Historical Archaeology at Tikal, Guatemala

Historical Archaeology at Tikal, Guatemala: Tikal Report 37

Hattula Moholy-Nagy
William A. Haviland
Christopher Jones
Copyright Date: 2012
Pages: 120
https://www.jstor.org/stable/j.ctt3fhx3n
  • Cite this Item
  • Book Info
    Historical Archaeology at Tikal, Guatemala
    Book Description:

    The pre-Columbian city we call Tikal was abandoned by its Maya residents during the tenth century A.D. and succumbed to the Guatemalan rain forest. It was not until 1848 that it was brought to the attention of the outside world. For the next century Tikal, remote and isolated, received a surprisingly large number of visitors. Public officials, explorers, academics, military personnel, settlers, petroleum engineers, chicle gatherers, and archaeologists came and went, sometimes leaving behind material traces of their visits. A short-lived hamlet was established among the ancient ruins in the late 1870s. In 1956 the University of Pennsylvania Museum of Archaeology and Anthropology initiated its fourteen-year-long Tikal Project. This report chronicles documented visits to Tikal during the century following its modern discovery, and presents the post-Conquest material culture recovered by the Tikal Project in the course of its investigation of the pre-Columbian city. Further research on the nineteenth-century settlement was carried out in 1998 in its southern part by the Lacandon Archaeological Project (LAP) under the direction of Joel W. Palka of the University of Illinois at Chicago. The material culture recovered by the LAP supplements the Tikal Project collection and is referenced here. Historical Archaeology at Tikal, Guatemala is intended as a contribution to nineteenth and early twentieth century Lowland Mesoamerican research. It is rounded out with several appendices that will be of interest to historians and historical archaeologists. The printed volume includes many black and white photographs and drawings. A gallery of color photographs, several from Palka's 1998 excavations, is included on the accompanying CD.

    eISBN: 978-1-934536-58-2
    Subjects: Archaeology

Table of Contents

  1. Front Matter
    (pp. i-iv)
  2. Table of Contents
    (pp. v-vi)
  3. List of Appendices
    (pp. vii-viii)
  4. List of Figures
    (pp. ix-xii)
  5. List of Tables
    (pp. xiii-xiv)
  6. Acknowledgments
    (pp. xv-xvi)
  7. Abbreviations
    (pp. xvii-xviii)
  8. 1 Introduction
    (pp. 1-6)

    In 1956 the Tikal Project of the University of Pennsylvania Museum under the direction of Edwin M. Shook (Fig. L01) established a field camp among the ancient Maya ruins in the Department of the Petén, Guatemala (Figs. 1, L02-L06; TR. 1). The Project’s next task was to initiate a survey for the site map (Fig. 2; TR. 11). As the survey progressed, it revealed post-Conquest activities at the site visible in surface concentrations of artifacts that were clearly not pre-Columbian, but did not look contemporary, as well as non-indigenous citrus and palm trees. They are represented on the site map...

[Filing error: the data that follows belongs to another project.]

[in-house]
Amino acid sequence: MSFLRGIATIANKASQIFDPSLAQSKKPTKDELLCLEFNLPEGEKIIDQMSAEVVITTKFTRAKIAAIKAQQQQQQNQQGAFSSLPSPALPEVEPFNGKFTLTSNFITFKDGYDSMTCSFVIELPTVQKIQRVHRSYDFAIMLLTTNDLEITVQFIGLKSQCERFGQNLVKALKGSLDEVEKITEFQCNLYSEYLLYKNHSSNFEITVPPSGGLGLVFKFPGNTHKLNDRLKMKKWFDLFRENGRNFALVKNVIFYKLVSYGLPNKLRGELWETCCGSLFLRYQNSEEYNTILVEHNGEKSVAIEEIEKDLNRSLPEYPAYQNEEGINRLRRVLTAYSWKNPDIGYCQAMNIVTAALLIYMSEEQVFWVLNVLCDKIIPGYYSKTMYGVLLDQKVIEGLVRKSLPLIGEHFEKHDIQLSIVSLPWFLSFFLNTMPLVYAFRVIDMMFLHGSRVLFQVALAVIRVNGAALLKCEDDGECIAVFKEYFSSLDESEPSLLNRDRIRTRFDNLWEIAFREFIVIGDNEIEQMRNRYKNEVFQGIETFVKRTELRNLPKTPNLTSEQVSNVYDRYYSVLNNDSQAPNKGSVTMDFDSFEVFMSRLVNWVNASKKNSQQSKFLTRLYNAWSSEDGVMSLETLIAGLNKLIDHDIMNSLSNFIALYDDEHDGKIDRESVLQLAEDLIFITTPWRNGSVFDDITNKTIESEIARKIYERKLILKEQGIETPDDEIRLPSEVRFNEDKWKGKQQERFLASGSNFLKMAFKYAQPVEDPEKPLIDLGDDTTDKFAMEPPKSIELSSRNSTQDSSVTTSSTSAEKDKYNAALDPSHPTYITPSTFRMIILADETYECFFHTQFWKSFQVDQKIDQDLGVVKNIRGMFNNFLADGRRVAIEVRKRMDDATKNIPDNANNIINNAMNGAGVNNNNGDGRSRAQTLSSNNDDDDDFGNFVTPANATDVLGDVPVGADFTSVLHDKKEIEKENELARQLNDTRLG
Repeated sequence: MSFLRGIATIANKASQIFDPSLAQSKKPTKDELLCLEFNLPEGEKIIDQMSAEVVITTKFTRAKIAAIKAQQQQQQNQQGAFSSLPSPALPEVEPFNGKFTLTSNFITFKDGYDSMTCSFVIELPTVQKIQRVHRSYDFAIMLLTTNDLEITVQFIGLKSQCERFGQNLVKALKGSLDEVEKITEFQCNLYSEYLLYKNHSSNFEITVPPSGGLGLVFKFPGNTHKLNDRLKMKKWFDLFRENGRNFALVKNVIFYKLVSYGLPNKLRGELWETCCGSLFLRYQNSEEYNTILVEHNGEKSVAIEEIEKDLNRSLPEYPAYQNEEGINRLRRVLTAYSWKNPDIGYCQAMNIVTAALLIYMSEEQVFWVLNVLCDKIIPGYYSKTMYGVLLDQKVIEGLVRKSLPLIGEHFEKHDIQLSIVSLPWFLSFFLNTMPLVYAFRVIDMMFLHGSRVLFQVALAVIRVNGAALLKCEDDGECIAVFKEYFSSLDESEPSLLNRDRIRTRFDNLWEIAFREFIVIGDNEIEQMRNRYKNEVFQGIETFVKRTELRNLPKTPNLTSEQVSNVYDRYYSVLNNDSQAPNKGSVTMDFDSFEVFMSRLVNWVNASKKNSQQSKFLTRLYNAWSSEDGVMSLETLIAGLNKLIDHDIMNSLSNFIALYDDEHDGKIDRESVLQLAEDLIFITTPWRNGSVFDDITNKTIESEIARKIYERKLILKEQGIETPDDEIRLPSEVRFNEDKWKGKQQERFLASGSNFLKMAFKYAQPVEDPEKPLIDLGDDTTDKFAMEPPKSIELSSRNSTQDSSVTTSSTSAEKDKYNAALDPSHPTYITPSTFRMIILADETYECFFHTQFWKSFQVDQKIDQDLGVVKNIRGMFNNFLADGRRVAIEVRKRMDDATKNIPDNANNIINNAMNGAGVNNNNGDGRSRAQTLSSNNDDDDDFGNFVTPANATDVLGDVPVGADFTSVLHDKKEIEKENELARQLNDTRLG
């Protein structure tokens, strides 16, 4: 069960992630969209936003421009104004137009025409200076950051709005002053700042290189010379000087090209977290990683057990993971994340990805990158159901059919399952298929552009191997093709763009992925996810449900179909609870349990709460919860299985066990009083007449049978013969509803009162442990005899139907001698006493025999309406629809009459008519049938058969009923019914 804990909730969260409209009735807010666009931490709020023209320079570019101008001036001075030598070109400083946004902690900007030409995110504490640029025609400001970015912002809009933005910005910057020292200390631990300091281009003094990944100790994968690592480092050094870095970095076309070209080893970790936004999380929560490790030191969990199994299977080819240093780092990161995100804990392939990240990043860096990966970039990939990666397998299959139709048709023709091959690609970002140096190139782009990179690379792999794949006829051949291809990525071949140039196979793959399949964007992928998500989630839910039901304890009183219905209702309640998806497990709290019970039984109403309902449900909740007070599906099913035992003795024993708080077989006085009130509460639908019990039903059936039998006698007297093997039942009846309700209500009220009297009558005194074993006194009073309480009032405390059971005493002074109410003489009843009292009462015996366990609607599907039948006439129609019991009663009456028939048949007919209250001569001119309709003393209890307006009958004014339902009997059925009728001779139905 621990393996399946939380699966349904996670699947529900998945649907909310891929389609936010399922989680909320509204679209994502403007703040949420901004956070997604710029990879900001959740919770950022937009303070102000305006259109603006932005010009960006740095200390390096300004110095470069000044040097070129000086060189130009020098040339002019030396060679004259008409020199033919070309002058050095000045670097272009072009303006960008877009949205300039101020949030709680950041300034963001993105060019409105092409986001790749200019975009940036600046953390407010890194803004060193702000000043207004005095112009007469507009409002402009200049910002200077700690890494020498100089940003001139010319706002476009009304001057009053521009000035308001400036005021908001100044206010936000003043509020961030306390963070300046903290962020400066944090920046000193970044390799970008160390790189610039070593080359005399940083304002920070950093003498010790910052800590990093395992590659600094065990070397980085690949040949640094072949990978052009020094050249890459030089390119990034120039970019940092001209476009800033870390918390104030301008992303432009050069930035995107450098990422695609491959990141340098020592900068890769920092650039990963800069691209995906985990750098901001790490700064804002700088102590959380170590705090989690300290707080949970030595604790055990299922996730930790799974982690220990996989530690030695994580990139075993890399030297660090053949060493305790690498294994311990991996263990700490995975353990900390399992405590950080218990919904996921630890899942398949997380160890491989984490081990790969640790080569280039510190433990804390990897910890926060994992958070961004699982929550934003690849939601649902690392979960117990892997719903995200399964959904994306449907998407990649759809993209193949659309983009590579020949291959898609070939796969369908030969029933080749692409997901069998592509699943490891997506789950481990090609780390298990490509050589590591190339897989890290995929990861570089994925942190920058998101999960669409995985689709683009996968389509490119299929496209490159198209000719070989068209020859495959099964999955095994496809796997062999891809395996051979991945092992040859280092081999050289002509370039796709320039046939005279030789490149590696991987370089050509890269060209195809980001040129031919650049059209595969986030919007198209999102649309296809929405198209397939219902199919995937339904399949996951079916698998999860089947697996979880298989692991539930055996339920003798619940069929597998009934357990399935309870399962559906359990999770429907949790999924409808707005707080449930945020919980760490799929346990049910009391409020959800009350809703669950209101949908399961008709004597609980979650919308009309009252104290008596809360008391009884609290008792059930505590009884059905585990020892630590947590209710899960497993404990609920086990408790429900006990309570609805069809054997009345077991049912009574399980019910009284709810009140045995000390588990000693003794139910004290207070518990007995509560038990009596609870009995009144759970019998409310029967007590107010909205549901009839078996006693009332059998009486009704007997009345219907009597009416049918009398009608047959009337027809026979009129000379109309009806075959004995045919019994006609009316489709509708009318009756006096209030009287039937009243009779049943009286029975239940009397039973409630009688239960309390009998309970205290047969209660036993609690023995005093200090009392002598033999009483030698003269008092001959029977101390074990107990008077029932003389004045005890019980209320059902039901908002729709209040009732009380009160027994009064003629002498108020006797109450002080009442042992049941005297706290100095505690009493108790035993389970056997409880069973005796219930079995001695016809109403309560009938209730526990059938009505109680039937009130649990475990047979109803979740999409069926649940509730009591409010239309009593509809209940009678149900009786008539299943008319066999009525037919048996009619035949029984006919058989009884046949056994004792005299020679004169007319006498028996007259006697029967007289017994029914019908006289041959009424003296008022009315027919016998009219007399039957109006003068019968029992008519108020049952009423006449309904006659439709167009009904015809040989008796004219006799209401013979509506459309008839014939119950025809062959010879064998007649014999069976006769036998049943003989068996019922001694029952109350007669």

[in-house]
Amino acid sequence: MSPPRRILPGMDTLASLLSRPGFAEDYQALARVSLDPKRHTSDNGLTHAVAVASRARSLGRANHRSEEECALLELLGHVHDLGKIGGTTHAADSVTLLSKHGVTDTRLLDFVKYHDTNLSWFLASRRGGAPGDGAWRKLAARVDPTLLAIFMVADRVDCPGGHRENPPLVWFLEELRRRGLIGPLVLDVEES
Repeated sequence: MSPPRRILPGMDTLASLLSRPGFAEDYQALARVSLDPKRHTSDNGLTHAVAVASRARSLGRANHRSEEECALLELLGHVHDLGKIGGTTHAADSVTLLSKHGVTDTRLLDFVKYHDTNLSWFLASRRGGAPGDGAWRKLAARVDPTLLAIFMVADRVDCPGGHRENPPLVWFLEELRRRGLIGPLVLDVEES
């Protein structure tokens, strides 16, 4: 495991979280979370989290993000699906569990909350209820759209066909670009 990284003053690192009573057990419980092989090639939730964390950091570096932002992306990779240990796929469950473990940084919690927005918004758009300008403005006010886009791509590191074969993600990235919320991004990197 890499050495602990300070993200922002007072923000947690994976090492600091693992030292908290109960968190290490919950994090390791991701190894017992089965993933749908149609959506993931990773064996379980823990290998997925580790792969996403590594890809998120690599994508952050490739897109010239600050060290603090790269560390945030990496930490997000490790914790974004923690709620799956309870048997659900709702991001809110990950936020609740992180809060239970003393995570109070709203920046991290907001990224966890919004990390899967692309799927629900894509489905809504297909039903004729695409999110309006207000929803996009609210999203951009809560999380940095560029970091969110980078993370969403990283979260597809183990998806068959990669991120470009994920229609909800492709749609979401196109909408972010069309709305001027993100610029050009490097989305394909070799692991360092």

9. 2 Settlement Pattern and Scattered Finds
    (pp. 7-16)

    Historic materials occurred as scattered finds of one or more objects or as concentrations of materials that suggested now-vanished residences. Finds of more than one object were designated Recent Sites and numbered according to the map squares in which they were found in the same manner as pre-Columbian features (TR. 5:6). Fifteen Recent Sites were defined (Table 2.1). Two Recent Sites, RS 5D-1 and RS 5D-2, were found within rooms of still-standing ancient architecture on Tikal’s Central Acropolis, Gp. 5D-11 (Fig. 2e).

    According to artifact content and deposition, 11 of 15 defined Recent Sites pertain to the 19th-century Tikal aldea...

  10. 3 Material Culture
    (pp. 17-24)

    Surviving Recent Site material culture was a mix of imported, machine-made manufactured goods of metal and glass, handmade goods of ground stone and pottery that were of local or regional origin, and salvaged pre-Columbian stone artifacts. Stylistic resemblances to pottery from Yucatán (Fig. 29; Thompson 1958) and San José (Fig. 14; Reina and Hill 1978) suggest that most of the vessels found at Tikal had been brought there. This is certainly the case for the sherds of decorated white earthenware recovered by the LAP (Fig. L37; Palka 2005: figs. 7.23a, 7.28). On the other hand, the polishing stones and worked...

  11. Appendix E Published Records of Visits to Tikal, 1696–1956
    (pp. 25-27)
  12. Appendix F Letter from Edwin M. Shook to Hattula Moholy-Nagy
    (pp. 28-29)
  13. Appendix G Letter from Dennis E. Puleston to Hattula Moholy-Nagy
    (pp. 30-30)
  14. Appendix H Notes on San José Material Culture of the Late 1950s–Early 1960s
    (pp. 31-33)
  15. Appendix I Professor Walter M. Wolfe’s Trip to Tikal, 1901
    (pp. 34-39)
  16. Appendix J Research on the Bottles of Tikal by Paul S. Newton
    (pp. 40-45)
  17. Appendix K Salvador Valenzuela’s Report on the Department of Petén, 1879 (Valenzuela 1951)
    (pp. 46-55)
  18. References
    (pp. 56-60)
  19. Summary in Spanish
    (pp. 61-62)
  20. Figures
    (pp. 63-92)
  21. Tables
    (pp. 93-96)
  22. Index
    (pp. 97-102)